THE Philippine Exporters Confederation Inc. (Philexport) remains hopeful the export industry will still hit its growth target of six percent for 2019 despite the global and domestic factors that is causing its decline.
Philexport president Sergio Ortiz-Luis Jr., in a speech during the Powwow 2019, urged exporters to bank on new markets following economic issues in the country’s top export markets brought about by the US-China trade war, Hong Kong protest, European Union’s (EU) Brexit and the Japan-Korea trade issue.
“We are then looking for silver linings. Is the US-China war a boon or a bane? We already said that so far, there are no negative effects yet. If at all, the most at risk in this trade war is our semiconductor sector because US and China are in the sector’s supply chain,” he said.
Ortiz-Luis said exporters could also shift their focus to the emerging economic powerhouse—India, a country with 1.4 billion people and an economy that is growing well above seven percent annually.
“At this point the bilateral trade between India and the Philippines is starting to grow. We believe that exporters can manage in the short-term. Still, we see so much long-term potential,” he said.
A traditional and important market, the US is also the country’s biggest export market for food and agricultural products.
“We continue to push for greater market access for agricultural exports to the United States. The Philippines has several pending requests to the US Department of Agriculture for okra and pineapple exports after successfully getting the green light to ship bananas, mangoes and fresh young coconut,” he said.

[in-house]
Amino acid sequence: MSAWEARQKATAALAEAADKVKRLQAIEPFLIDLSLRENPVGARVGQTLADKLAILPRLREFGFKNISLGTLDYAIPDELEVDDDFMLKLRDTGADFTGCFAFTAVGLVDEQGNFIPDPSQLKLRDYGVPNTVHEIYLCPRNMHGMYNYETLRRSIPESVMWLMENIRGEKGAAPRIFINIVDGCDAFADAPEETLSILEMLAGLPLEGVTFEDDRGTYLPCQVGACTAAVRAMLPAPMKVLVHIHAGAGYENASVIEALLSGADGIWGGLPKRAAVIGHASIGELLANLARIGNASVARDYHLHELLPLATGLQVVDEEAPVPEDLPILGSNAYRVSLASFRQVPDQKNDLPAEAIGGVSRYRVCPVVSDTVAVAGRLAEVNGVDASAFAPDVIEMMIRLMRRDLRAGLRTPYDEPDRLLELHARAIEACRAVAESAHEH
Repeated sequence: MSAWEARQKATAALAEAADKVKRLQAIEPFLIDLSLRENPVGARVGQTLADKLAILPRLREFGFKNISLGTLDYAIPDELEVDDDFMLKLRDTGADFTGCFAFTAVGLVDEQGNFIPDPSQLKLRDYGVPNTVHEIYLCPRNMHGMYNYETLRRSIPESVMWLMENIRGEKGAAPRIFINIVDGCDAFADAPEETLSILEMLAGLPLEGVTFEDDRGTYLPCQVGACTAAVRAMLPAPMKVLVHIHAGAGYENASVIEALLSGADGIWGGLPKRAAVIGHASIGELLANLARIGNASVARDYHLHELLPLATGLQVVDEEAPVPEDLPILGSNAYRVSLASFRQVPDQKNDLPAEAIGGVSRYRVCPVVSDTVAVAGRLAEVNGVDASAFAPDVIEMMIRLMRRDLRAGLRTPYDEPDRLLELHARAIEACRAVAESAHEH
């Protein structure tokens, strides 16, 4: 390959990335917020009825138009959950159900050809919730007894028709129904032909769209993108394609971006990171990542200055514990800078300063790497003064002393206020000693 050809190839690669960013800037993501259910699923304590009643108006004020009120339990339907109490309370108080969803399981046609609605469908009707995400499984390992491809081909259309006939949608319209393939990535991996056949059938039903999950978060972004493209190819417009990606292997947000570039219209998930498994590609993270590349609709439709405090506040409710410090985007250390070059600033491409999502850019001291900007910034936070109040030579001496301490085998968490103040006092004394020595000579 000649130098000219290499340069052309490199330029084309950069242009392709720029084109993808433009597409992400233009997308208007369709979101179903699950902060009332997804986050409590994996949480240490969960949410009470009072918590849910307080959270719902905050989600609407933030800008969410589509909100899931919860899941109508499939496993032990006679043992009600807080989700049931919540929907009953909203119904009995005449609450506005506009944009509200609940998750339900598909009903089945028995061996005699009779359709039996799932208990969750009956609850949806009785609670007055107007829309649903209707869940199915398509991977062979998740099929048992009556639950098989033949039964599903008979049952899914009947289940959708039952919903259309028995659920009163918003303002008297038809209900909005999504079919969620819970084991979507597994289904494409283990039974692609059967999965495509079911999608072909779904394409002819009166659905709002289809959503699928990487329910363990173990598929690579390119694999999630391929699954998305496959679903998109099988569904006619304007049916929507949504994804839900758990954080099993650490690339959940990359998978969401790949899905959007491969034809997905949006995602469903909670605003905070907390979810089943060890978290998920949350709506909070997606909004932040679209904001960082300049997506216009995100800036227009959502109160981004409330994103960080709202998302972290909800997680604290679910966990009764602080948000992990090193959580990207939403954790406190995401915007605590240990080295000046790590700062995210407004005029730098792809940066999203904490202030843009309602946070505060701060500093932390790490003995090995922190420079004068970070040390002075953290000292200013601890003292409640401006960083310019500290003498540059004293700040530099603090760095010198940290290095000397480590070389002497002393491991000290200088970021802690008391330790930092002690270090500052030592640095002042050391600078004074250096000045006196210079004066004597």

Ortiz-Luis said negotiations between South Korea and the Philippines on the planned free trade agreement is reportedly “smooth sailing,” according to South Korean Ambassador to the Association of Southeast Asian Nations (Asean) Ling Sung-nam.
“Manila and Seoul have also been negotiating to settle a bilateral free trade deal,” he said.
The export industry leader said they will still continue to push through.
“I concede that the export sector’s target of a six-percent growth this year will be an uphill climb and so a positive year-end result should suffice. We are hoping that the services sector will deliver the much-needed boost to export as well as some projected uptick from garments on increased demand on clothing during the holidays,” he said.
The Philippine Statistics Authority reported that the country’s total trade in September declined by 7.5 percent, as both imports and exports registered lower growth rates.
Exports dropped by 2.6 percent in September, dragged by the decline in manufactured goods and mineral products.
The positive performance in major markets of Japan, China, Korea and Hong Kong failed to offset the slide in earnings from the US, Asean and the EU.